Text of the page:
Thanks, that's reassuring.
The only change is to reconfigure the east side stairs so that access is in the north-south direction, winding back on itself a once half way up. There will be no change to the main span or west side stairs. I live inthe neighbourhood and am doing work for the developer on this bridge with access to the building plans. The main span of the bridge is listed with the City as a heritage structure, so it would generally not be possible to demolish it without a very valid reason. Aside from a very cool structuee, this bridge serves a very usefull purpose for the community and is very well used by many people.
Vic is correct. The bridge will be closed later this summer for 2 weeks. We are hoping that there will be bird netting put under the bridge too so people can sit under the bridge without heing pooed on.
Unless something recently changed, the plan has been to just reconfigure the staircase so it does not interfere with the new road.
Seems like they are inviting select households to be part of the residents panel. I don't think it is fair to allow metrolinx to decide who can be on this panel. Has anyone received an invite who lives close to the tracks? I somehow doubt it. I would like to sign up on this panel, but require a 6 digit code. I think this is terrible, will bring down property values, add more pollution to the neighbourhood including sound, vibration, air, etc... Elevating a diesel train makes the pollution worse. This should be underground, end of story.
You're probably thinking of Baguette & Co. at Dupont and Edwin: http://www.junctiontriangle.ca/node/2434
The Barrie corridor and the Georgetown corridor should meet at Weston and from Weston to Union station should be a double track, in another words both track join to run parallel each other, so from York University instead going strait to Union station, go to join the Georgetown at Weston and run parallel to Union station. If a bridge is needed, is much easier to serve both at the same time.
i have just filed a request to the corresponding office to review my property tax and potentially have it reduced. i cant wait to see what they say.
i see. so there is nothing else we can do to get rid of this nasty smell...maybe i'll move out of the area soon if this smell does not go away...it smells really really bad, and it was my fault for not realizing this smell prior to purchasing the new home...just sour!!!!
CRA does not manager property taxes, they are managed by the city of Toronto, and the Ministry of the Environment is provincial so they would not be impacted by the city reducing your property taxes. The city of Toronto does have provisions for temporary property tax reductions when you can't make use of your home, but this is normally meant for people who's homes burn down of something similar, even then the reductions are generally not significant. I would also make the point that you are not charged property taxes for the use of your home, you are charged property taxes for city services like garbage pickup, use of streets, public transit, parks, fire department, police etc. I'm not clear that any of those services are impacted by the smell.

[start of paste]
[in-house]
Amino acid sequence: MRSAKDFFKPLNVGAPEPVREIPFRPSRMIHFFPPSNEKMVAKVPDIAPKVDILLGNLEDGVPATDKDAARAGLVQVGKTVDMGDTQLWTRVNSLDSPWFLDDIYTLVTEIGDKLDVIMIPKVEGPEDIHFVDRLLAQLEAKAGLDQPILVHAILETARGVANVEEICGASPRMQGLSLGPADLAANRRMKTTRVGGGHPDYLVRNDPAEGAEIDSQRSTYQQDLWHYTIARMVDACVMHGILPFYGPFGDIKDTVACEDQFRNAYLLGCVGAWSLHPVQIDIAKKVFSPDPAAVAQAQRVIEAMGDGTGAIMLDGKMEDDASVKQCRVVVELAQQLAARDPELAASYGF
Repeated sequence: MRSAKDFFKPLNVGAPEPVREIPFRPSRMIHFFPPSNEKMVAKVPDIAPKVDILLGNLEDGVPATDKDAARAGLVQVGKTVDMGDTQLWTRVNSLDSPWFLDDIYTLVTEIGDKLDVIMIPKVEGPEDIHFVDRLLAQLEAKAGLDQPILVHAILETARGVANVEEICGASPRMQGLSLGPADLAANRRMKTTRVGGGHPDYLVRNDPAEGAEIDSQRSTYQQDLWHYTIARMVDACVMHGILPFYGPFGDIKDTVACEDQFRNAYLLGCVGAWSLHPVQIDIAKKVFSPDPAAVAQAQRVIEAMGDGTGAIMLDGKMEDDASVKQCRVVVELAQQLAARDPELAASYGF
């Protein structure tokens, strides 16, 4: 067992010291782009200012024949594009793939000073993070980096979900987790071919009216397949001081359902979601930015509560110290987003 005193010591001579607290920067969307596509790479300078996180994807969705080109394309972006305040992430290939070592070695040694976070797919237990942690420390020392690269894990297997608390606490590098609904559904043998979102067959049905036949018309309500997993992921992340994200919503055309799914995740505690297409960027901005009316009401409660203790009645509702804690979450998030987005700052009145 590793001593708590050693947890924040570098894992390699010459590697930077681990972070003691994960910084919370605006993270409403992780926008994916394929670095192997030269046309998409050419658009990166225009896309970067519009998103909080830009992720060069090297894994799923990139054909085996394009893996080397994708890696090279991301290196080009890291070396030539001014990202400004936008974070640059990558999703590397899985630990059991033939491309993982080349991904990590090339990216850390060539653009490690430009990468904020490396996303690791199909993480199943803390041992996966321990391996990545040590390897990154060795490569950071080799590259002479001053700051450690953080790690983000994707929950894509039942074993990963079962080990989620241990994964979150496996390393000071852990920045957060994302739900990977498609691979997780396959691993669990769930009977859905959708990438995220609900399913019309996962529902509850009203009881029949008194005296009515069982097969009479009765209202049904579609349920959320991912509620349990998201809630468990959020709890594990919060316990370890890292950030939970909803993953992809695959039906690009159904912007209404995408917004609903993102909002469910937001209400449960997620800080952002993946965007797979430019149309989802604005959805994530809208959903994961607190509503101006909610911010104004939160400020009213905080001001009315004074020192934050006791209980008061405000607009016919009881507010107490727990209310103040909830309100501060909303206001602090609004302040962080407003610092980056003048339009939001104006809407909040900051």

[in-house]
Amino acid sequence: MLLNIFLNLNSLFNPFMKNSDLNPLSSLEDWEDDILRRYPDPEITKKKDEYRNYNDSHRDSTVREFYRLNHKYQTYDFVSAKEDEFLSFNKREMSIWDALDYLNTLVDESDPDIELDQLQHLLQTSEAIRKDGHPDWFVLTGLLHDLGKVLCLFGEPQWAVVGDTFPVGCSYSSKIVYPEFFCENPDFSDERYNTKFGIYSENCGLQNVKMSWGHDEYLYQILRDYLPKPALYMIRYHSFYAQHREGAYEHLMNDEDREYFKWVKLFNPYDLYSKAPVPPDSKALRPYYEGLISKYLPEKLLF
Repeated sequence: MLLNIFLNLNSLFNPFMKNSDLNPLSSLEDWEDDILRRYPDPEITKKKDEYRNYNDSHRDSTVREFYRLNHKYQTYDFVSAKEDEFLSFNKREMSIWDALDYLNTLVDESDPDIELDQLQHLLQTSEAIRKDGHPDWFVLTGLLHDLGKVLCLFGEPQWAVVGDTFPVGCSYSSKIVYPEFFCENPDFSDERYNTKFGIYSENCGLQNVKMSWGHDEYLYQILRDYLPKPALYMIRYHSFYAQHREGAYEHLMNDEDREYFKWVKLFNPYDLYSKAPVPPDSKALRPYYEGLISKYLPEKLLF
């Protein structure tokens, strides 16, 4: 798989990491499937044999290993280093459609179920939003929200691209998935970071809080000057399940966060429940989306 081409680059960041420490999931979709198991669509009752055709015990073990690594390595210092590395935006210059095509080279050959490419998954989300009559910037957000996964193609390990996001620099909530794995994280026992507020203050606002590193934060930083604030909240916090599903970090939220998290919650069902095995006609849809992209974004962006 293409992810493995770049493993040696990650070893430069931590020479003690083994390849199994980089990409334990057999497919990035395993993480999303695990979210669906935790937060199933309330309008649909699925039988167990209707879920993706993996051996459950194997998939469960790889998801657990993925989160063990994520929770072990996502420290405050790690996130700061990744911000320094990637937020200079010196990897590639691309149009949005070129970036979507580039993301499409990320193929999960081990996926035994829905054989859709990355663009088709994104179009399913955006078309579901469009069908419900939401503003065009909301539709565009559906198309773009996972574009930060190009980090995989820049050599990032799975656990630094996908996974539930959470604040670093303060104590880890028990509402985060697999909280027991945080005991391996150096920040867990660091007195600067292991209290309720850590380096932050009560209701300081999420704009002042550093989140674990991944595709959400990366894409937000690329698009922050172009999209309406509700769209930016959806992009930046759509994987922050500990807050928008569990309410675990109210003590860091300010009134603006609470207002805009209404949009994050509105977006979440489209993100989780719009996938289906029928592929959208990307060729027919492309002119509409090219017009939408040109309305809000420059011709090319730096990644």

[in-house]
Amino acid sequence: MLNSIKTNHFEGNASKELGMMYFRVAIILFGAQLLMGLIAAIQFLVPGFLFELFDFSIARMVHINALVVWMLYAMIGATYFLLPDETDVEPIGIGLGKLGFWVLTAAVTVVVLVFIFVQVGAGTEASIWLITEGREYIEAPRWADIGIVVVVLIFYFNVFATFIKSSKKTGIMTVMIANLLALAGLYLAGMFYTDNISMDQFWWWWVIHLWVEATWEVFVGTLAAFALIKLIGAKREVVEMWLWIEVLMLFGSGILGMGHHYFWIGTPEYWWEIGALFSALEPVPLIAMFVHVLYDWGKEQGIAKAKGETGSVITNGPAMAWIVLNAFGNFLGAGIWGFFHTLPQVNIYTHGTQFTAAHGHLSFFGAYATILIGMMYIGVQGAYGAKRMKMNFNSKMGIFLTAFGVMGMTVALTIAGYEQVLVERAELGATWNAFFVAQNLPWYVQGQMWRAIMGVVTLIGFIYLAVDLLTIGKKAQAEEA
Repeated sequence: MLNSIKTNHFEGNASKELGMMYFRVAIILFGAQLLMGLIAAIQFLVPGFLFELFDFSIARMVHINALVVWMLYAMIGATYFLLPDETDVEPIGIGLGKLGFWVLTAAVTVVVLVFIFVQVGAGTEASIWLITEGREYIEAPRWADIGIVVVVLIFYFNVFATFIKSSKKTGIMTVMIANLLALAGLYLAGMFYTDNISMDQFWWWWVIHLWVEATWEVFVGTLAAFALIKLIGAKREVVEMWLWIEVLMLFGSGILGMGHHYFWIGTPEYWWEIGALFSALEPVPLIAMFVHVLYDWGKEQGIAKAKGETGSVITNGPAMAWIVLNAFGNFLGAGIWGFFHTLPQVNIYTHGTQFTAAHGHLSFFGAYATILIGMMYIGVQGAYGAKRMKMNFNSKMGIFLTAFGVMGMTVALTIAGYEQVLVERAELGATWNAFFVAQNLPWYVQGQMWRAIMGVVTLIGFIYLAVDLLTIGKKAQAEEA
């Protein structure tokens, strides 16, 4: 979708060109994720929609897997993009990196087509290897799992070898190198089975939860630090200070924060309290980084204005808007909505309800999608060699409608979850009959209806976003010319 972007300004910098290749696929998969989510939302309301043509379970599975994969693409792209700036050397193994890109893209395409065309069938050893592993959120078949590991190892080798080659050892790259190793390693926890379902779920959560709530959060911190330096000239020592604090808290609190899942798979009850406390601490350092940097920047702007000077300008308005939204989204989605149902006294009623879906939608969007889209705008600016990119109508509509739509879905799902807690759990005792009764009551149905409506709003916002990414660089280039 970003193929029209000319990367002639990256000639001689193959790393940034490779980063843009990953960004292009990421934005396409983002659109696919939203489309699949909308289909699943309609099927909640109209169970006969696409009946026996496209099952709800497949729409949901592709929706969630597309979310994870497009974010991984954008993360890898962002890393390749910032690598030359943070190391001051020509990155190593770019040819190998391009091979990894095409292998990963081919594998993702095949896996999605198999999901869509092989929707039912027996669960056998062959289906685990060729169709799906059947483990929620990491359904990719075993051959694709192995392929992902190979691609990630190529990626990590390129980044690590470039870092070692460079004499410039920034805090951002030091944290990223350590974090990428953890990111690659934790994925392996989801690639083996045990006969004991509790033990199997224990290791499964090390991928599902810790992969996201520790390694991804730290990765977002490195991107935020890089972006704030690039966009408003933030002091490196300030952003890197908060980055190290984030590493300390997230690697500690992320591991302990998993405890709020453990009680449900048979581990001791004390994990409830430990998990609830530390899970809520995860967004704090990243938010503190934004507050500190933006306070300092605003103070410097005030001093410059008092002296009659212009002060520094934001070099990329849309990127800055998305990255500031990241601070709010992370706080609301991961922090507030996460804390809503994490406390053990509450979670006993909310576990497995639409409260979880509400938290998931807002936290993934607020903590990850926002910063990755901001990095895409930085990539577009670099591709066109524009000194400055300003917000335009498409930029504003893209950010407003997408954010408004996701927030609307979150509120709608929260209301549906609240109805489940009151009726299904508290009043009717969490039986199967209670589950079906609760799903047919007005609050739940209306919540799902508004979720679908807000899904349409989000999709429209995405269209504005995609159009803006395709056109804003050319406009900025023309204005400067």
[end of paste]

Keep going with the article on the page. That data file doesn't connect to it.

it's really really bad at this very particular moment...jesus christ
Oh it was horrible last week...coming out of the station you could smell it...i understand it's a place of employment but the days of industries in the middle of residential neighborhoods needs to be reconsidered...
i've just moved to the this neighbourhood. this does smell really bad...realized the smell last week..did anyone else smell it?....let's complain
thank you for the summary!
It bugs me that lines like this are promoted as being environmentally good but in fact they subsidize urban sprawl allowing people to lead low density lives in Georgetown and Newmarket while higher density areas like ours are stuck with eyesores, noise, no direct benefits and we are left begging for local transit.
These are notes from the meeting taken by Liz Sutherland of Cycle Toronto. She has made them available for those who were not able to attend.
Metrolinx community meeting on the “Davenport Community Rail Overpass”
a.k.a. the “Davenport Diamond superbridge”
March 11, 2015
Donna Cowan of DIGIN organized a meeting for local residents with Metrolinx to hear about the plans for grade separation of the Barrie GO line at the Davenport Diamond (where the GO tracks cross the CN/CP line just north-west of the Dupont-Lansdowne intersection).
The grade separation is planned as part of Metrolinx’s Regional Express Rail (GO train service expansion), and more specifically to support 15-minute all-day service to Barrie.
Meeting participants included representatives from:
• DIGIN Community Group
• Davenport Neighbourhood Association
• Cycle Toronto Ward 18
• Clean Train Coalition
• Councillor Ana Bailão’s staff
• MPP Cristina Martins’ staff
• MP Andrew Cash’s staff
• 15- 20 residents (DIGIN kept a list).
The project (highlights):
• Metrolinx staff (Manuel Pedrosa and two others) presented the plans for the rail bridge.
• The north-south GO track would start to rise just north of Bloor, reaching its apex just north of Dupont, and descending to ground level before St. Clair.
• Construction will take 2 years.
• Metrolinx has already investigated, and rejected, a tunnel option that would mean 4-5 years of construction, much higher costs, and lengthy road closures (Bloor, Dupont, Davenport, St. Clair).
• The purpose of this meeting is to solicit community input on the elements they would like to see included in improvements to the land under and around the elevated rail line.